Have we created a monster?
Our story with the internet – with our relationship to technology – is a story that has been told before. It’s a motif that has preoccupied some of the greatest thinkers from Descartes to ÄŒapek to Wachowski, and has been taken up in literature and cinema since the enlightenment.
Perhaps the most classical narrative about the dynamic between humans and their inventions was told by Mary Shelley. In Frankenstein, Mary Shelley tells of the lonely genius Frankenstein, who creates a monster who will ultimately undo the genius Frankenstein.
The monster’s name is not Frankenstein, though we’ve forgotten this: as soon as someone says “Frankenstein,” we think of the ugly green monster with nails in his head, when in fact, it was the inventor, Victor, whose last name was Frankenstein, and his monster figure was not named, referred to by Shelley as simply “the monster.” The cultural confusion is appropriate, since Shelley’s novel is meant to confuse mortality and monstrosity in such a way that it calls to question the very nature of humanity.
Frankenstein is a story about relationships: about the relationship between god and man, about the relationship between man (or artist) and his creation, and about mankind’s relationship to machines. The moral of this last story is that man can’t always understand or harness the power of his creations – that his inventions (read: monsters) can ultimately destroy him. But more than telling a story about the ways technology becomes monstrous, Frankenstein tells us about ourselves; Who is the monster in Frankenstein, the monster, or the inventor?
Written at the beginning of the nineteenth century, Shelley was articulating a cultural anxiety towards technology at the turn of the century, an anxiety that is still felt by cynics and skeptics today when discussing social media. While I remain positive about websites like Facebook and Twitter, I worry about the way these spaces will be used.
When Charlie Sheen joined Twitter, I knew something monstrous was happening.
Sheen didn’t create Twitter. He recreated it. Sheen used Twitter as a tool to inflate his celebrity – the only quality an actor possesses after getting canned from his full-time gig on Two and a Half Men. Like Victor Frankenstein, Sheen was trying to harness the power of technology (in his case, social media) but could never have imagined what he’d ignite in the blogosphere.
Now, celebrities have copied Sheen’s business model, which thrives on controversy and depends on being politically incorrect. Fifty Cent is being controversial for the sake of controversy, tweeting about the tsunamis in Japan and using misogynist language simply because he knows controversy breeds attention, and, in our ocular-centric culture, where it’s believed that if you have somebody’s eyes you also have their mind, attention translates into cash via advertising; if people’s eyes are on you, you’re a cash cow, and Sheen was the first to smash the piggy bank.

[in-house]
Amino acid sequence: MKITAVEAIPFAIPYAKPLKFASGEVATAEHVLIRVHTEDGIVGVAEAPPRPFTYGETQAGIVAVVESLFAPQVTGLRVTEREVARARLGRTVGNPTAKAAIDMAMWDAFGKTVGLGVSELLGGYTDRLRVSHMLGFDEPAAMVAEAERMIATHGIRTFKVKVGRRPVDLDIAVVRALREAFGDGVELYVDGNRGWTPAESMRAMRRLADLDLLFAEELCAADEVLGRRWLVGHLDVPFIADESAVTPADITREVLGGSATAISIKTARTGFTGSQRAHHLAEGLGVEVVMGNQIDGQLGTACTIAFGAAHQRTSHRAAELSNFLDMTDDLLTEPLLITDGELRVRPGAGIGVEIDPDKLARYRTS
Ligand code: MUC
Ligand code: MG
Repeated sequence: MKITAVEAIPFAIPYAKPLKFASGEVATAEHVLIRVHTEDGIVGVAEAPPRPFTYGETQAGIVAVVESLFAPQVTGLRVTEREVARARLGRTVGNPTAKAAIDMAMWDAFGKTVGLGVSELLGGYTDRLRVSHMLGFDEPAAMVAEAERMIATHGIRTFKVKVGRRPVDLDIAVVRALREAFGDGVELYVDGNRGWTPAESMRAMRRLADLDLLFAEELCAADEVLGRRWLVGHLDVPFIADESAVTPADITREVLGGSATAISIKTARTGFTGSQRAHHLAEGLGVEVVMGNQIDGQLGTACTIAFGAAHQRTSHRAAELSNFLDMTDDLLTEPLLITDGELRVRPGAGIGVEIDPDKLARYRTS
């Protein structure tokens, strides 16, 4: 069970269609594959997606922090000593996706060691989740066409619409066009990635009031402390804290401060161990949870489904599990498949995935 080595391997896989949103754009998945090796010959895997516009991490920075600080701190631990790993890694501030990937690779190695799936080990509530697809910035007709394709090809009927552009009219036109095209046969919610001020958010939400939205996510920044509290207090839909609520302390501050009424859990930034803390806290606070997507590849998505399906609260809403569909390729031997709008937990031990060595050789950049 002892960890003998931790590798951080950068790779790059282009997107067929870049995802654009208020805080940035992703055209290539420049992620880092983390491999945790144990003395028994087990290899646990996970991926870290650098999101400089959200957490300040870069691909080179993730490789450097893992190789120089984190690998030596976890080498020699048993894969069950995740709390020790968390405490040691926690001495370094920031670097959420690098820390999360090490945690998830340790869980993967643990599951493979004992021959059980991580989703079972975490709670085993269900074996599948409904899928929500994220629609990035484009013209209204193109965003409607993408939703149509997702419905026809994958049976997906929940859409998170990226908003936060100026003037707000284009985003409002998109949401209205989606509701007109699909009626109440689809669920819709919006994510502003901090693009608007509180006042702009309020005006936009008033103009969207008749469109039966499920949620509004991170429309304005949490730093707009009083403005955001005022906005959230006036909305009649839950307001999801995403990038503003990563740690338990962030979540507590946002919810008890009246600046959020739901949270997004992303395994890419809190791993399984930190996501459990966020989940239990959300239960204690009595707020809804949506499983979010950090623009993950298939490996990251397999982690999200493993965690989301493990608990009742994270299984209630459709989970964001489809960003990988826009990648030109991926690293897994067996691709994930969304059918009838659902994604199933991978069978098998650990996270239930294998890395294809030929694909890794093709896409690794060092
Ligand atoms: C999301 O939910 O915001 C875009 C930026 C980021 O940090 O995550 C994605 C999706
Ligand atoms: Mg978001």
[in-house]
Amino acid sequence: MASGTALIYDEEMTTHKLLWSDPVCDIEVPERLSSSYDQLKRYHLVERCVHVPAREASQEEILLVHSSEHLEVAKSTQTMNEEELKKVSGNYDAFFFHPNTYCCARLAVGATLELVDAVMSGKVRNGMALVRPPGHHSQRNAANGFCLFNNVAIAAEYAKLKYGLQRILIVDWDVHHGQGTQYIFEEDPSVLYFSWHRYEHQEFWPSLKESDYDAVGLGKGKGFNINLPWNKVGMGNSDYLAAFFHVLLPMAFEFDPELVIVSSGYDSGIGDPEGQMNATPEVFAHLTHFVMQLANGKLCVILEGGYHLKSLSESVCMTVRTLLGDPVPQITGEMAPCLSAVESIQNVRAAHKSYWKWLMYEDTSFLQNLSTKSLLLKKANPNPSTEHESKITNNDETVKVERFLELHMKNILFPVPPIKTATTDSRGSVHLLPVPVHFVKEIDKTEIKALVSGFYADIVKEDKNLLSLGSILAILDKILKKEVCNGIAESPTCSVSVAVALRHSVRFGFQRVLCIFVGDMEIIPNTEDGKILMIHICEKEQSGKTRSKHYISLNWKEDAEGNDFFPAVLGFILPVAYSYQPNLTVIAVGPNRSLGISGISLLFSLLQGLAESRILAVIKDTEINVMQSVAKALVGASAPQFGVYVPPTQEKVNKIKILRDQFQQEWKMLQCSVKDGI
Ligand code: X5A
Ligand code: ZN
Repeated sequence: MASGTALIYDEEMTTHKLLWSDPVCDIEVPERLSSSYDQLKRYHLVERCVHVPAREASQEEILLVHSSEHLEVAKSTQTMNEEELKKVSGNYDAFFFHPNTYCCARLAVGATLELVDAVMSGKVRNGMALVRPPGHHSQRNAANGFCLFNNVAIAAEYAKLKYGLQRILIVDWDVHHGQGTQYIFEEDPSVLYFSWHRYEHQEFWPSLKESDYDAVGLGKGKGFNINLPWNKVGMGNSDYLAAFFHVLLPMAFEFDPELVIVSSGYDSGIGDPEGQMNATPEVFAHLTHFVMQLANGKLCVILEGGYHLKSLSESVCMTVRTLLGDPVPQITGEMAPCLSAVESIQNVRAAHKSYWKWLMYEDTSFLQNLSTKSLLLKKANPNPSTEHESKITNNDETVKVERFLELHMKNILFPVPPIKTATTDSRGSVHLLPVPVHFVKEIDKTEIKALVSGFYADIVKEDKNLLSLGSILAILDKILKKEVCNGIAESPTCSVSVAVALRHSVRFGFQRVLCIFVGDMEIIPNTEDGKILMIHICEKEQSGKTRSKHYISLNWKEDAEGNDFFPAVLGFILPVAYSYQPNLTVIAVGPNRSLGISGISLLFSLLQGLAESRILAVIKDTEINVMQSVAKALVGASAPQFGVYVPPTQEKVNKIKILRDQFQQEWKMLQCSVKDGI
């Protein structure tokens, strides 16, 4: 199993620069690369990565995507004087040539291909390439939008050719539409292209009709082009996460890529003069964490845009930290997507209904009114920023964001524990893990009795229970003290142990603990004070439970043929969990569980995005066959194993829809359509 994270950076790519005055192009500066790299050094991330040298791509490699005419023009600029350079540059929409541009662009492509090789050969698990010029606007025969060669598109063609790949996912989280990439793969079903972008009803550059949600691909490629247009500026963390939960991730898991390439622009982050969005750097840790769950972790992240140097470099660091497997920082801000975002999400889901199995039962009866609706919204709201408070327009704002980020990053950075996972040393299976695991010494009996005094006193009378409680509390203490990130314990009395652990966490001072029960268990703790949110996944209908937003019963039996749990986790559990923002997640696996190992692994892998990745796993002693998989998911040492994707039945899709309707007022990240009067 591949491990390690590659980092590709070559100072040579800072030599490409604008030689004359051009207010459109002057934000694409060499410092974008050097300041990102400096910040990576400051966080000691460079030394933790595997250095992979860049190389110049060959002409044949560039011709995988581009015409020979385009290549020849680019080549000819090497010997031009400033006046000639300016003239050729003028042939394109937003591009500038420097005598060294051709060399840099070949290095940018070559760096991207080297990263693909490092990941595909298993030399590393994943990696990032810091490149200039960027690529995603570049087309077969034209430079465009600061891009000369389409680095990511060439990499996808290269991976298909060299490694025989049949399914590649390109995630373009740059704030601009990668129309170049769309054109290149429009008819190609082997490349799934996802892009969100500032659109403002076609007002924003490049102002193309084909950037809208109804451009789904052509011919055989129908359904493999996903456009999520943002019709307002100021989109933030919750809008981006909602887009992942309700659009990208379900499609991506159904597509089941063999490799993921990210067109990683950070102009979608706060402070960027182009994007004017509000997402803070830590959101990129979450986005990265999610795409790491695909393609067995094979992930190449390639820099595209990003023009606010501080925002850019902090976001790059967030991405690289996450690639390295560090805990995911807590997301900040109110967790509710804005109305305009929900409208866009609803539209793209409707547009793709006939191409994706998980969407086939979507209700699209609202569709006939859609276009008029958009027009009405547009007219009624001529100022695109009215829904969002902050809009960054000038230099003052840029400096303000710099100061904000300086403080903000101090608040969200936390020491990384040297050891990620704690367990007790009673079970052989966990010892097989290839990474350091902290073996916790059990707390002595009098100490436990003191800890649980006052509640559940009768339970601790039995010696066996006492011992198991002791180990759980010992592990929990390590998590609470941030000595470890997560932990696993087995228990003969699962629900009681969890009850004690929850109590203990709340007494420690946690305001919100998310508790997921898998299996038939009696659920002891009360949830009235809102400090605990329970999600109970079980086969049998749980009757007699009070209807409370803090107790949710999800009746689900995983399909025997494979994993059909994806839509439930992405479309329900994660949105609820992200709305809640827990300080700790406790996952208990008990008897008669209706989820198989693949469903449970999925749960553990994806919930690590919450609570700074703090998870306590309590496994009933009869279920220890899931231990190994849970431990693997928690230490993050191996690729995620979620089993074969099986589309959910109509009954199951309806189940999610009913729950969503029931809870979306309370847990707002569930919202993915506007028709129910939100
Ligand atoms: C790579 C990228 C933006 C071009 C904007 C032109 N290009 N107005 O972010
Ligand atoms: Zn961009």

Now, YouTube is a whirlwind of personal videos that copy-cat Sheen’s rules for success: Rule number one: say it loud. Rule number two: say it proud. Rule number three: piss off as many people as you can when you say it.
In the past few days, two videos have occupied the blog world: First, Alexandra Wallace’s UCLA video, which got everyone and their mother talking about a Barbie-looking twenty-something impersonating Asians on cell phones in libraries, and more recently, Pamela Tamtampamela’s erie YouTube video, in which she says nothing racist enough to get her killed, but weird enough to make people actually think she’s in a cult.
These people aren’t serious, and if you’re watching them, the joke is on you.
These outrageous videos are expiraments in social media from attention-seekers who are being taught by the media that the more noise they make, the more people’s attention they’ll have. By reporting on them and discussing them, we (the media) fuel their stupidity.
I didn’t want to write about Charlie Sheen. I tired my best to avoid it. Same goes for these other two YouTube bimbos. But seen together, these videos dramatize the ethos of absurdity preoccupying our media.
In many ways, we’re satirizing our own democracy. While people in the Middle East fight for their real, lived freedom, we take advantage of our virtual freedom by creating – and talking about – videos that essentially say nothing. We could be using sites like Twitter, Facebook and YouTube for positive social change, but instead, we’re using them to morally shame people who weren’t even serious in the first place.
If we don’t smarten up about how we engage with social media, things could get pretty ugly. Monstrous, even.